Brian Schaeffer

I feel bad for Brian because, while he’s probably put in the most time on the project, his work will be the least appreciated.

Finishing the outside of the Summer KitchenThat’s not because his work is poor — on the contrary, he does excellent work, and he approaches every job with such care and attention to detail that even Dawn is impressed. (And she’s not easy to impress–there’s a reason they call her “Sarge.”)

No, the problem is he’s gotten all the jobs that no one else wanted. Nobody is going to go into the basement to look at the cement floor he poured. And if they are in the basement, they’ll notice the sound of water running, but they’ll never appreciate how Brian had to deal with three springs when pouring that cement floor.

Similarly, they’ll appreciate the air conditioning, but they’ll never see the workshop that Brian cleaned out, sealed, poured a cement floor, and installed a sump pump, all to keep the air conditioning units clean and dry.

Nor are they likely to notice how beautifully the mortar is pointed into the stone. They’ll notice the stone, the paint, and the windows, but not the mortar holding it all together.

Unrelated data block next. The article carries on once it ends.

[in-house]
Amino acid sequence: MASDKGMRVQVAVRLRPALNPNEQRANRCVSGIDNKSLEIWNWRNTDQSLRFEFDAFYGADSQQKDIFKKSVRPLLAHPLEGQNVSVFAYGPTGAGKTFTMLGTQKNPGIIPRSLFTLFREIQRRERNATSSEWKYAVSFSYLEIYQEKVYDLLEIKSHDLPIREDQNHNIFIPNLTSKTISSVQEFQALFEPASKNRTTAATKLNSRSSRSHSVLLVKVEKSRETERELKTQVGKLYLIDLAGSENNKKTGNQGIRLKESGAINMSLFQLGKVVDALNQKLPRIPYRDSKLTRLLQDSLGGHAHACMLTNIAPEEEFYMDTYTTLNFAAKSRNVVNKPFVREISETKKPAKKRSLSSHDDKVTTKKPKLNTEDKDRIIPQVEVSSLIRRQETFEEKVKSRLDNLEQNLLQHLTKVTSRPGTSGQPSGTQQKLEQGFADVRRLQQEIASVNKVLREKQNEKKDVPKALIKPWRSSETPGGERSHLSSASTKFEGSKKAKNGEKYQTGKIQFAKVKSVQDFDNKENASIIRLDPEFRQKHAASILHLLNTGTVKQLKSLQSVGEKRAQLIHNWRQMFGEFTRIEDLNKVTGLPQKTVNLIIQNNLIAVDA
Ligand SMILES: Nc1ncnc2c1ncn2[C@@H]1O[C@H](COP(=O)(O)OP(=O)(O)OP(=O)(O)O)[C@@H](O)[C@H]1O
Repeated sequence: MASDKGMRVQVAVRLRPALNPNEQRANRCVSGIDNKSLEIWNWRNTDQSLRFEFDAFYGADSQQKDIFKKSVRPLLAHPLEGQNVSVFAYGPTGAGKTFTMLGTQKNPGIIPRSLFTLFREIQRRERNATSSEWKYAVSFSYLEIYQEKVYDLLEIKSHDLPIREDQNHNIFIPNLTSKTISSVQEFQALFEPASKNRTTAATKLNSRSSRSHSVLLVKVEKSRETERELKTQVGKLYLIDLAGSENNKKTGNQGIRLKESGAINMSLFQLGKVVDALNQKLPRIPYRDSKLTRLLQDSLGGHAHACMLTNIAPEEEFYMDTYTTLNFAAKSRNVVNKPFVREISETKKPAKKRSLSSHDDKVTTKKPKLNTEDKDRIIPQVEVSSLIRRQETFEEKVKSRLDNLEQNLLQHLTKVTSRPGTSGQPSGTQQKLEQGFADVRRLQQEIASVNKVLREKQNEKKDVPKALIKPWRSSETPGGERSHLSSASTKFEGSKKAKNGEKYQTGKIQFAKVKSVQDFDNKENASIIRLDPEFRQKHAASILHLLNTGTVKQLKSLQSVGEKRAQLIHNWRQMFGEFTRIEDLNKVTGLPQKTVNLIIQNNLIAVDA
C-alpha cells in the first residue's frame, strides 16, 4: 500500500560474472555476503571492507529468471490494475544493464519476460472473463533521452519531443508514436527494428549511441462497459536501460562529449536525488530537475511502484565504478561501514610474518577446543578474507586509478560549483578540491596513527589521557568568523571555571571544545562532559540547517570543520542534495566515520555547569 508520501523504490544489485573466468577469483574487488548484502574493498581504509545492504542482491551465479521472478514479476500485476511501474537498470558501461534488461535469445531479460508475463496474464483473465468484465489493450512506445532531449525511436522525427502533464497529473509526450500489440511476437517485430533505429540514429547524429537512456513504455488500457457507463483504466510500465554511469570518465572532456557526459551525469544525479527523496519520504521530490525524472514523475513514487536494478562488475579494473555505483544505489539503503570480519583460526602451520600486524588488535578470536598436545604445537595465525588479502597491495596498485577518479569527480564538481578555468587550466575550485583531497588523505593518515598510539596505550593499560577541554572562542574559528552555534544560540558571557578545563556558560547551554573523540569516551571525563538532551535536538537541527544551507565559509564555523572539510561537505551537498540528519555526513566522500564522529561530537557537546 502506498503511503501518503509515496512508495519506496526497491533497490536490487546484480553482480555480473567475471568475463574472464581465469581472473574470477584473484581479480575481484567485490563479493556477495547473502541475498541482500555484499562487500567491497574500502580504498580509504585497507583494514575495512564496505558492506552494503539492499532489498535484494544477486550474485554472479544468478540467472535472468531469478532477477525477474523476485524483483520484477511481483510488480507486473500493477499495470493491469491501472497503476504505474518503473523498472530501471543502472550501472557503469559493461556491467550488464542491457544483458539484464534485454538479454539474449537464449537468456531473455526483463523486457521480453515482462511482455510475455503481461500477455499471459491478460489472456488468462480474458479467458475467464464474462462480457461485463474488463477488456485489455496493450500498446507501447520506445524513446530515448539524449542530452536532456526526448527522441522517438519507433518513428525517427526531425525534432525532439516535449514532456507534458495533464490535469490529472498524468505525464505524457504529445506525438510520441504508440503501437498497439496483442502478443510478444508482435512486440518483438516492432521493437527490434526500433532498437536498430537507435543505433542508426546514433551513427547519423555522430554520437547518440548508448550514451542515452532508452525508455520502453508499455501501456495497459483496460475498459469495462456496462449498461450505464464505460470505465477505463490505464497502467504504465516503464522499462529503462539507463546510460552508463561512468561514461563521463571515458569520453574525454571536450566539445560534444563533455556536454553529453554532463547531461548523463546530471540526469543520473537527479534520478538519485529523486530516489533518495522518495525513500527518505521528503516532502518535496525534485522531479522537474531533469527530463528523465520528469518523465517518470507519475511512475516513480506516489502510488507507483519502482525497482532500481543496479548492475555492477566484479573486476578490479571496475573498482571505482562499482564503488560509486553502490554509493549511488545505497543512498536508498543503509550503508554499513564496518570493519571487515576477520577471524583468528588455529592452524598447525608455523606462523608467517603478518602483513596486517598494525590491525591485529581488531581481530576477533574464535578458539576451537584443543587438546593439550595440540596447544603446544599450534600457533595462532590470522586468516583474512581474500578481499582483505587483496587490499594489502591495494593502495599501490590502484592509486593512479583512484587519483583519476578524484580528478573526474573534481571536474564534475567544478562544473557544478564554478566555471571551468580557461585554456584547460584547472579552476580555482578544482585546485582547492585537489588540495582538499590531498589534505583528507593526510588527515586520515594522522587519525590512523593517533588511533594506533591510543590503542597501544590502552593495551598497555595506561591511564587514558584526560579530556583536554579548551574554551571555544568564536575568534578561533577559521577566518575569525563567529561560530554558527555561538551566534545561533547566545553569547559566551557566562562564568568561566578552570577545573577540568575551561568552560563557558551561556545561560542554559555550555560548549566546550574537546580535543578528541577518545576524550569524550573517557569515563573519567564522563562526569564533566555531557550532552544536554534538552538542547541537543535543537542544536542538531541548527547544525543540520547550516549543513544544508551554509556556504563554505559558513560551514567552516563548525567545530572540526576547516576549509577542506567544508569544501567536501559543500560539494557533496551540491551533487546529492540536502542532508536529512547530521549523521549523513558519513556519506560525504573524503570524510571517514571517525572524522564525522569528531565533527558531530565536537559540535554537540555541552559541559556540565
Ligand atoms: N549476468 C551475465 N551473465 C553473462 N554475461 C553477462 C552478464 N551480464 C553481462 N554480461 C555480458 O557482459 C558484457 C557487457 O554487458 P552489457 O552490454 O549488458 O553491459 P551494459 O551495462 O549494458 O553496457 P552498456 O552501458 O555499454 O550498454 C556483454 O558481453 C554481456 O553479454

They’ll never even know we had a back porch unless they saw the original video.

And except for the folks that visited before, nobody will notice the stone stairs and pavers that have all been dug up and re-set. Now they are flat and perfectly positioned, and look like they always have been.

Brian also did the demo work on the Summer Kitchen, taking out six walls and seven layers of linoleum, and he cleaned out the Paymaster’s Office, including the basement.

Plus he helped clean up the fields, removing seven dumpsters full of metal, countless loads of trash, a boat, and a freezer. Our guests will notice how nicely the grounds are kept, but they’ll never think, “I’ll bet there used to be a freezer in the middle of the yard; I wonder who removed it?”

When it’s cold, they’ll have Brian to thank that the heaters are working; when it’s hot, they’ll have Brian to thank that the air conditioners are running; and when it rains, they’ll have Brian to thank that the ground isn’t flooded. Brian worked on both chimneys, the retaining wall, the wine cabinet, and just about every other thankless task on this project.

About the only thing that guests will notice are the beaded board doors in the game room hiding the air handlers, and I want to replace those with panelled doors. I feel a little bad about that, too.

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